Effective department heads find ways to keep in touch with alumni, inviting them to campus from time to time for organized events. They also keep in touch with emeritus faculty members, another potential source of external dollars. Effective deans do all of that, too, and serve as tireless promoters of the college's programs and departments -- not only to audiences within the institution but also, and more crucially, to those in the surrounding city.
But administrators can't do the job alone. The success of a fund-raising effort will depend on the participation of faculty members. The fund raisers -- the department chair, dean, president, or development officer -- must know what to promote to donors and how to promote it, but only faculty members can craft the story that will inspire the donor's support.
As a dean overseeing 16 academic departments and several institutes, centers, and other worthy entities, I need to know before I visit with potential donors which priorities a department wishes to champion and precisely why they are worthy of support:
Does the physics department want me to secure money to upgrade our planetarium, or would it rather increase the budget of its Intense Laser Physics Institute?
Would the anthropology department prefer that I concentrate on finding support for its field archaeology program, or for its Centre for the Study of Rural Ireland -- or both?
Does the School of Communication wish to obtain additional support for the student television station or for its nationally prominent forensics team?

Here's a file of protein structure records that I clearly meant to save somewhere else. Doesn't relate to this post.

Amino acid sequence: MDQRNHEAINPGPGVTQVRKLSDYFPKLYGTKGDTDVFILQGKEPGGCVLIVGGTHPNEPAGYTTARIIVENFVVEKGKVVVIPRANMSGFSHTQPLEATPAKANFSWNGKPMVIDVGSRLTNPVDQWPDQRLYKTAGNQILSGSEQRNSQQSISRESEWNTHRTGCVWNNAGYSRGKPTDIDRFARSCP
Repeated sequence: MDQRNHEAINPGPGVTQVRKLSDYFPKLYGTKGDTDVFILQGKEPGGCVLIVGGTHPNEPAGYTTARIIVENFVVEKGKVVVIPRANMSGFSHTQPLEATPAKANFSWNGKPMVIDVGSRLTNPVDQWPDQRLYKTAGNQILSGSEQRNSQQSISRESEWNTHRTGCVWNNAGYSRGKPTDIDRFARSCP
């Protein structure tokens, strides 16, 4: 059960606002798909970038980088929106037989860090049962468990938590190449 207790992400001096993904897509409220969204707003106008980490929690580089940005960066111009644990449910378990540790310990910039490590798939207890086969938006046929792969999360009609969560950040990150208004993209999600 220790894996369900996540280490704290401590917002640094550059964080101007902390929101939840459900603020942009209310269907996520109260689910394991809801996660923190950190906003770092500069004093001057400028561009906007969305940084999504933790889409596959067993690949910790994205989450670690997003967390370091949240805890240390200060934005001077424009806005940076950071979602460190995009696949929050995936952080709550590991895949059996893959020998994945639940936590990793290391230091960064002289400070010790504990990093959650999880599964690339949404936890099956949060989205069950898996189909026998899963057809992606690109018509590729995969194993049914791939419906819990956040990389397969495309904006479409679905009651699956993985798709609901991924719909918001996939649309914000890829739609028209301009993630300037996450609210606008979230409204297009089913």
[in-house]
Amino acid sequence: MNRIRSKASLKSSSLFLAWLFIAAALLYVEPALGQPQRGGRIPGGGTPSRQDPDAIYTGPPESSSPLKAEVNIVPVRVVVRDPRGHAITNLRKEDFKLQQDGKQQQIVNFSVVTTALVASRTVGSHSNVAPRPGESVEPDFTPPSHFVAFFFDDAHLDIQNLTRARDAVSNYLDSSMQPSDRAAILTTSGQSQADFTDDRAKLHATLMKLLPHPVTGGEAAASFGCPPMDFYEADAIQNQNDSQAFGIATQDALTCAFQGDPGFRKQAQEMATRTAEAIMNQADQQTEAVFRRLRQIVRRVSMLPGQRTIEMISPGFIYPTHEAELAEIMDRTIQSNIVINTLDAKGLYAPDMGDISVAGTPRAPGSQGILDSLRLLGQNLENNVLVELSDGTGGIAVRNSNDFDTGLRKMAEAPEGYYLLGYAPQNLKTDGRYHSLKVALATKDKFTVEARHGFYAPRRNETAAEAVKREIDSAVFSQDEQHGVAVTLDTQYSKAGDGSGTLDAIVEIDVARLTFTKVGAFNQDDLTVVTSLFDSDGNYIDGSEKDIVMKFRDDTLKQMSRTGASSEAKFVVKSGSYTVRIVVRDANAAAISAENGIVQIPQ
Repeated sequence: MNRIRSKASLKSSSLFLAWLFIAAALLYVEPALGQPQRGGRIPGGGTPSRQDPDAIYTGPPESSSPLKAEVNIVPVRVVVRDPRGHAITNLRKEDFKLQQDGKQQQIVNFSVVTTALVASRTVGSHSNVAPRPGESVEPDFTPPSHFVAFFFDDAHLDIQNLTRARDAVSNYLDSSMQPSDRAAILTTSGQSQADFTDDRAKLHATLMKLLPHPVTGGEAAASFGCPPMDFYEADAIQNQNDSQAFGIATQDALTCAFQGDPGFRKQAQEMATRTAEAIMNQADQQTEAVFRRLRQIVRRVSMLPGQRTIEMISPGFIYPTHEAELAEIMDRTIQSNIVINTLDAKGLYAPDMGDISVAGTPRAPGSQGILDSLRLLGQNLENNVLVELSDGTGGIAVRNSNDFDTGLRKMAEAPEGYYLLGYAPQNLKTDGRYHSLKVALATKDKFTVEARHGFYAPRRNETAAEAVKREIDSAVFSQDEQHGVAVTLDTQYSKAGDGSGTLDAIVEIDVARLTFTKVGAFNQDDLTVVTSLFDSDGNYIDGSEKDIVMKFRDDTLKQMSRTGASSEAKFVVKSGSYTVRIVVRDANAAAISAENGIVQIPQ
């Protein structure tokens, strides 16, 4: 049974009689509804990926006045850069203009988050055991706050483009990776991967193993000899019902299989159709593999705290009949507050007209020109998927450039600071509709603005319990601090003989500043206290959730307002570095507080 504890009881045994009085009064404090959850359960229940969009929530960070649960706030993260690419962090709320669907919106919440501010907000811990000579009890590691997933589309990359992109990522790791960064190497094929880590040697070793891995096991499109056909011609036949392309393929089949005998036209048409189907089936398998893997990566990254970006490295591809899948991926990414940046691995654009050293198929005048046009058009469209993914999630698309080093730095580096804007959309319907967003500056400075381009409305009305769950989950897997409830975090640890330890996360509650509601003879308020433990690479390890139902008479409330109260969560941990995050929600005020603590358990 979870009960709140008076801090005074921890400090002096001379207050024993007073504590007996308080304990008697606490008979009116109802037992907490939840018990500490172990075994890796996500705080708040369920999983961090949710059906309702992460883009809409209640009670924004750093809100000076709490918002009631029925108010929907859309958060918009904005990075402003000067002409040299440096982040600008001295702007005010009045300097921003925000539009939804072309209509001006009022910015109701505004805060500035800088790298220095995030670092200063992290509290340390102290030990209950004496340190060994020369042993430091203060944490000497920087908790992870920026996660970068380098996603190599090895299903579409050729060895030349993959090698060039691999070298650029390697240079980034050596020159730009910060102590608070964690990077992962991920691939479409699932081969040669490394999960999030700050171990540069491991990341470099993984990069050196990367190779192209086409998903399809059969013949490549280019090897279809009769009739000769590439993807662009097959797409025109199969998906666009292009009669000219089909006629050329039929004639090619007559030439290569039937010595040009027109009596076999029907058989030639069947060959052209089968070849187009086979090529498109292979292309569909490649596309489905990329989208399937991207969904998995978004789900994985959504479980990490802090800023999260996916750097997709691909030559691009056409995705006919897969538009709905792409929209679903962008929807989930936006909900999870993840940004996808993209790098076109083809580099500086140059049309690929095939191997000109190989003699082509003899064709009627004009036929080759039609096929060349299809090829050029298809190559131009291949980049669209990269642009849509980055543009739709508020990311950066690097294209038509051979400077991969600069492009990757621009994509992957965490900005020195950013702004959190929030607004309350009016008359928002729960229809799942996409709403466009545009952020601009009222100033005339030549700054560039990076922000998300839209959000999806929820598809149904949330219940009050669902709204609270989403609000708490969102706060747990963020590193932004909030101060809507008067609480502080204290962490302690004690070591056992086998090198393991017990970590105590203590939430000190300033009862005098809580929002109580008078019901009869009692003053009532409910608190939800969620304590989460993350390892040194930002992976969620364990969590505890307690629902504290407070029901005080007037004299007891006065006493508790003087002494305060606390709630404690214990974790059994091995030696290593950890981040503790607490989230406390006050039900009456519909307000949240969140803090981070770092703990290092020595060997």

If I am to assist a department in realizing its goals, I need to know which priorities to concentrate on and exactly what it is about a given project that will inspire and excite. Why should a donor be encouraged to invest in it? Only faculty and staff members intimately involved in the project -- and then the department as a whole when it identifies its priorities -- can best position the dean, the president, and the professional fund raisers to articulate the department's needs and to excite donors about the project.
Without the help of those who are intimately involved, we lack the specificity to be persuasive.
Fund raising, then, is a team effort, but despite the fears of some faculty members, no one is asking them to become fund raisers; we employ professionals to do that job. What I am saying is that if our academic programs and projects are going to be competitive in the face of decreased public support, then we must engage in strategic fund raising; and if our development efforts are going to be successful, then they necessarily require the participation of professors, who along with students are the heart and soul of the academic enterprise.
It wasn't many years ago when those of us who identify strongly as scholars or intellectuals would disparage fund raising as an activity that sullied the life of the mind. Development was seen as a crass activity that no self-respecting scholar should ever stoop to. But now we live in a very different era and work in a very different academy. We can no longer afford those prejudices.
Far from being someone to avoid, the fund raiser is the academic's new best friend and ally.